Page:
FloAnn, did your grandson’s premature birth influence your support of the Sim Lab in the College of Nursing?

I worked in a pediatric facility where there were a lot of very sick babies. That definitely had an influence on me, as did my grandson, Grayson. He was born seven weeks early and weighed about five pounds. Although Grayson was full size, he was not fully developed and had respiratory problems. He needed a lot of care and spent at least six weeks in the hospital. Although he needed a few years to catch up, he is now a healthy 10-year-old — and he looks like a football player.

What do you think of the college today?

I am so pleased with what’s going on in the College of Nursing. The college is something we all can be proud of with its quality education, special programs and exceptional students. John and I provide scholarships to encourage more nursing students to seek doctorates.

John, you went back to Ohio State to earn an MBA after you worked for a while. Did you find a graduate degree helped your career?

For me, it’s important to be a part of the workforce before pursuing a graduate degree. I worked at General Electric, which gave me a great background. Although I knew that engineering would be a good career, I discovered that sales, management and entrepreneurship were more to my liking. I wanted to do my own thing that was focused on a product based from my technical education.

Fisher College of Business has such an excellent, accomplished faculty. There was unbelievable bonding between mentors/professors and students. That’s what a top-notch university is all about — working and interacting with someone who can be a mentor. My mentor was the late Art Cullman. When I was building my business, he took the time to serve on my board, which allowed me the counsel of a renowned professor during the formative stage of my career.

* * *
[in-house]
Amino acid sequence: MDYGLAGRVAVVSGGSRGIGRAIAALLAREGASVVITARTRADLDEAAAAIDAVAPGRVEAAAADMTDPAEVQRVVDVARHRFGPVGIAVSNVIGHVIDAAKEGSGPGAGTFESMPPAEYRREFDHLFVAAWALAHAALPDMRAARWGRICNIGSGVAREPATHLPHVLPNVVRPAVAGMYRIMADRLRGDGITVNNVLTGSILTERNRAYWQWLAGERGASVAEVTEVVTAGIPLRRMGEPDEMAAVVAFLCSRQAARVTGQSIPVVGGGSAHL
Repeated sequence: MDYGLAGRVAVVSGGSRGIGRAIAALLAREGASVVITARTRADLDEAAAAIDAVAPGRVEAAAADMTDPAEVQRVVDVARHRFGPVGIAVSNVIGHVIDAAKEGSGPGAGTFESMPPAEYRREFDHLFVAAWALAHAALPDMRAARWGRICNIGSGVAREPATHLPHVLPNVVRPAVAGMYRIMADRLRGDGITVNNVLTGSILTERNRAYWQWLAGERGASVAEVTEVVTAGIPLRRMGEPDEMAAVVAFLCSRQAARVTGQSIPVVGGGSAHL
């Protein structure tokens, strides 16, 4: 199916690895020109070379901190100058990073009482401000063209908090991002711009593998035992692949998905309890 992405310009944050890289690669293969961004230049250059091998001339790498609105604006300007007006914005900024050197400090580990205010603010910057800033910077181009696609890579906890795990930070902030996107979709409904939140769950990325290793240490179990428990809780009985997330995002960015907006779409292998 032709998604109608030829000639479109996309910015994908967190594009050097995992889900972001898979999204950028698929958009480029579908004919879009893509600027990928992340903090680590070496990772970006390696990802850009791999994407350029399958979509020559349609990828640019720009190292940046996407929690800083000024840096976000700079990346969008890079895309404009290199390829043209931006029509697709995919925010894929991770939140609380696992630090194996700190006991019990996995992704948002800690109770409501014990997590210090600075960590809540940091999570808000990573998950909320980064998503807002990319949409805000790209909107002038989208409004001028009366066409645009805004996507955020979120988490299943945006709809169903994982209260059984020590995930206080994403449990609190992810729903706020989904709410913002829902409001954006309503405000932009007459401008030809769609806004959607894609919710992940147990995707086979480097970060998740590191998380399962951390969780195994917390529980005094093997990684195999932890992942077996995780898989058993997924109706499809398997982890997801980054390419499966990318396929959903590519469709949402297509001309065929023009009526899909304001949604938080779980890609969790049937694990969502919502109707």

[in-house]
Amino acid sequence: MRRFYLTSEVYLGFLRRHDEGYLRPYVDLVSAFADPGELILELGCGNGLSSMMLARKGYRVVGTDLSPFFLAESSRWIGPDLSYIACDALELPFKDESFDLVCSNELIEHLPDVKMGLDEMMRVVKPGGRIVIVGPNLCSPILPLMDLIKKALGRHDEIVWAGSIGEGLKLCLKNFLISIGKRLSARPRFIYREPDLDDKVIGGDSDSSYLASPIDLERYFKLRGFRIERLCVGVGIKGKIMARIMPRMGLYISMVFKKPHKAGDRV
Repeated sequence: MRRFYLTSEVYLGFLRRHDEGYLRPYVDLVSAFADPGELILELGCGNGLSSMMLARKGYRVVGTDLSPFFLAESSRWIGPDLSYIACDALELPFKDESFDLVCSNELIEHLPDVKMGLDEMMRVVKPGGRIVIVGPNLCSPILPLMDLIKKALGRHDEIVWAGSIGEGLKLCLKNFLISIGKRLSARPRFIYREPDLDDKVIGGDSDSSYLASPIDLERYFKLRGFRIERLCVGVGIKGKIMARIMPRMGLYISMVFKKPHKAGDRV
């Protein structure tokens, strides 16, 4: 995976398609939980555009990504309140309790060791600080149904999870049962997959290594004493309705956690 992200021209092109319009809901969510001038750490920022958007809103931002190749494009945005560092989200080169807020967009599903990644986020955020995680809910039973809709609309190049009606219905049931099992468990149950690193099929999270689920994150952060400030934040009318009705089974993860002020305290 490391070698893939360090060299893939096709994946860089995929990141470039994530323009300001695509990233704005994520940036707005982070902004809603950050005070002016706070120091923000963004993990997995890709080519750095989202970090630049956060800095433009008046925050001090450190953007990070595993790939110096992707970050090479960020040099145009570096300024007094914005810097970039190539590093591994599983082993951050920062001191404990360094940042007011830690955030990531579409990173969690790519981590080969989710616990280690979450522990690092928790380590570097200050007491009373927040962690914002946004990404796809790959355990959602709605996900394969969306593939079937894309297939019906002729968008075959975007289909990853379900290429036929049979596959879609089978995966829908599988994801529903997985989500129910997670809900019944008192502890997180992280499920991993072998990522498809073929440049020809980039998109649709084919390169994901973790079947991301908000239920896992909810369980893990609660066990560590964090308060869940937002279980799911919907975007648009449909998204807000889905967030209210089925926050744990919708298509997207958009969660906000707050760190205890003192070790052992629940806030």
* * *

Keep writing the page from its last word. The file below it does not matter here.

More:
You’re a proponent of collaboration, including a capstone project that has engineering and nursing students working together.

A lot of serendipity can be generated from multi-discipline interaction and the sharing of ideas. I don’t think it was as common during my college days. Today, you see a lot of intra-college cooperation. My business involves engineering, and we hired many Ohio State engineering graduates. FloAnn, of course, inspired my interest in medicine. The collaboration between nursing and engineering was natural.

Under a physician’s supervision, students developed a smartphone application that helps identify child safety hazards in the home and offers tips on ways to child proof. The project has been a home run. Nursing and engineering students discovered the benefit of working together to build a child safety phone app, which was selected by Nationwide Insurance for its Super Bowl ad. I figured even if the project didn’t get off the ground, the students would have a chance to meet. The nursing/engineering combination worked for FloAnn and me — and we’ve now been married for nearly 53 years.